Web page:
BOSTON — The fall of a defending champion, the rejuvenation of a franchise with 16 championships, it all made for a thrilling Eastern Conference semifinal. And so: Here are five takeaways from the Celtics’ 109-81 Game 7 victory and this entire exhausting, thrilling series:
1. Even Giannis can run out of gas
He is 6-foot-11 worth of energy, a player without brakes, a superstar who doesn’t take possessions off. But ultimately, the task of hauling the Bucks for two weeks and two time zones proved too taxing for Giannis, especially against a terrific defensive team.
Yes, maybe against almost anyone else, Giannis would’ve closed out in style and pushed the Bucks to see another day. But Boston offered too many layers of walls — Marcus Smart, Al Horford, Grant Williams. And you could tell by the handful of bunny shots he missed in Game 7 that Antetokounmpo was whipped. When your franchise guy struggles (10-26 FGs), it tends to sap all of the energy from the rest; the Bucks scored just 81 points overall.
To put it simply, Giannis didn’t hurt Boston in the winner-take-all. He had a few moments, but never mustered a string of them and never made Boston nervous, unlike the rest of this series. And that’s awfully weird to say about a player who went 25-20-9 in a Game 7.
“Legs heavy, body heavy, mind heavy,” said Giannis. “Everything was heavy.”
The last time Giannis faced an elimination game, he dropped a 50-piece on the Suns and sipped champagne. He wasn’t weary in that sixth game, wasn’t to be denied. It helped that he fed off that home court energy, but that made for a historic Finals moment.
“Best player in the world,” said Celtics guard Jaylen Brown.
Giannis did what he could against the Celtics, and it was a lot, with three games of 40 points and 10 rebounds. Asking him to be superhuman, and against this Boston D, was a bit much.
2. In the finale, the Celtics didn’t need Tatum to be great
The best news for Boston in this decisive game is Jayson Tatum didn’t need to out-duel Giannis. That says plenty about Tatum’s help vs. Giannis’ help, because overall, the Celtics are the deeper team and it showed in the moment of truth.
Don’t get it twisted: Tatum had to be great for Boston to get to this point, and Tatum had emphatic stretches Sunday, but he wasn’t the team’s leading scorer and he was reckless at times (seven turnovers). No matter, the Celtics had others to pick up the slack whereas the Bucks couldn’t supply the same support for Giannis.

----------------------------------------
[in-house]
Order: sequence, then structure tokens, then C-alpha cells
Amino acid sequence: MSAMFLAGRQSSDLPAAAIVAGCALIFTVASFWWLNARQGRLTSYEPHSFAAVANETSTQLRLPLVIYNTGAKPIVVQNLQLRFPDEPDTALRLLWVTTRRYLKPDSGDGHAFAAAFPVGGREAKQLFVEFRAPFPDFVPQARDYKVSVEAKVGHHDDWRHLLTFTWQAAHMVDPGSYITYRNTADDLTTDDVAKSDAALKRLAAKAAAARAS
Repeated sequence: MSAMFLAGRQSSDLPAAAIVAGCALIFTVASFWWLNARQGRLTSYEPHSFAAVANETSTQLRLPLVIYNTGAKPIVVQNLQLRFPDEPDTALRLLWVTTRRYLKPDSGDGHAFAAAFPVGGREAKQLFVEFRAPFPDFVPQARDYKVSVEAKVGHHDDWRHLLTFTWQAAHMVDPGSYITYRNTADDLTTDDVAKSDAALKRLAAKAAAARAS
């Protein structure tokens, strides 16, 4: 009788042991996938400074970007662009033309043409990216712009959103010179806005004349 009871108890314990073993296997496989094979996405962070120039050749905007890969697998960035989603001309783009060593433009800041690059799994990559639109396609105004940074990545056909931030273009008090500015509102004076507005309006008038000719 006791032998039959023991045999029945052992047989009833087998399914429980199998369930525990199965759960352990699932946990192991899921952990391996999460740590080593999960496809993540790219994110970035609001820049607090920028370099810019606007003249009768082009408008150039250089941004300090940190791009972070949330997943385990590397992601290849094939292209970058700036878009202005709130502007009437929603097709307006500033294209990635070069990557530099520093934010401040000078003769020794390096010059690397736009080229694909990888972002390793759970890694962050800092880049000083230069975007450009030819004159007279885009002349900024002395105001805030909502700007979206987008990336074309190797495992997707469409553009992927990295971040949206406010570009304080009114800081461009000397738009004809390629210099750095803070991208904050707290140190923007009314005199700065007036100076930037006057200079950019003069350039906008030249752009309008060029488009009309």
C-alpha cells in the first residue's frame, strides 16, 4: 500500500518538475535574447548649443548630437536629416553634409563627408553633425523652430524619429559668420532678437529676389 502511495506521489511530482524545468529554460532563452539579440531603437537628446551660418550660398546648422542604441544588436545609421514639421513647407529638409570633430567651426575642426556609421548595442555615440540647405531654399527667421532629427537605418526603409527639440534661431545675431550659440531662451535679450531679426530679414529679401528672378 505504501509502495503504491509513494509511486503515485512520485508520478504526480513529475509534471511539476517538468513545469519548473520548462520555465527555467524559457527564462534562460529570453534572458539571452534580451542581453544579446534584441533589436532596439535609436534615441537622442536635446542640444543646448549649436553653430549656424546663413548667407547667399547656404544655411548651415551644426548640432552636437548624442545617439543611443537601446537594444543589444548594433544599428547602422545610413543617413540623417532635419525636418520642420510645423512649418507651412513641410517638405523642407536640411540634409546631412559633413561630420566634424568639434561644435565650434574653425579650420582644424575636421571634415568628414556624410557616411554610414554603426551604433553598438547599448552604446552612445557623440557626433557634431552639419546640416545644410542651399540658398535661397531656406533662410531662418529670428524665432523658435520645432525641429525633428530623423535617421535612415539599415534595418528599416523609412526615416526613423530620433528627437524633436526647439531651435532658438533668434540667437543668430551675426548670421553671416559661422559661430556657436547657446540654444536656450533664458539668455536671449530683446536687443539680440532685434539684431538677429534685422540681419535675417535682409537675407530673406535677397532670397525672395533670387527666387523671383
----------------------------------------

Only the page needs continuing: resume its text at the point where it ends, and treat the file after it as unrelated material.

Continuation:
Grant Williams was a refreshing asset in Game 7, much like he was in Game 2. This was impressive in that he was coming off a chilly pair of games where he scored a combined two points and came up short defensively against Giannis (no shame there). On this day, Milwaukee left Williams open and Milwaukee paid for that. Williams took 18 shots from deep (“We’ll call him Grant Curry,” joked Jaylen Brown) and made seven of them — hitting 6 of his first 14. Many of those shots fueled momentum for Boston and kept runs alive.
“[Grant] took the most shots of anyone on the team and I think that was a first for him, and we needed that,” Tatum said. “Every shot he took was a great shot. He took 22 shots and could’ve easily took 30. Grant won us a playoff game.”
At the other wing, Brown would be the leading scorer on 10 other teams (if not more), but next to Tatum, he must be a willing shotgun rider most nights. To Brown’s credit, he keeps the mentality of a leading scorer, and that came in handy for a Game 7, with 19 points on a cool 50% shooting, stepping forward when Tatum needed a boost.
And finally, Payton Pritchard came off the bench and shot 4-for-6 from deep. The Celtics for much of this series found that bench player who, in some manner, contributed to the cause, be it Pritchard, Derrick White or, before he was injured, Robert Williams III (who suited up Sunday, but didn’t play for the fourth straight game). The Celtics were also solid when Tatum earned his fourth foul; Boston actually increased the lead with him on the bench.
“Extreme team effort,” he said. “The way they played together, moved the ball, I was happy watching form the bench.”
3. The loss of Middleton proved deadly to Milwaukee’s repeat
Well, yeah, you think? Khris Middleton missed the entire series and the longer it went, the more Milwaukee’s chances of advancing dimmed. That’s because you can’t keep asking a lot from the role players who tried, and mainly failed, to replace what Middleton gave them.
“We could’ve used him,” said Bucks guard Jrue Holiday. “He was missed.”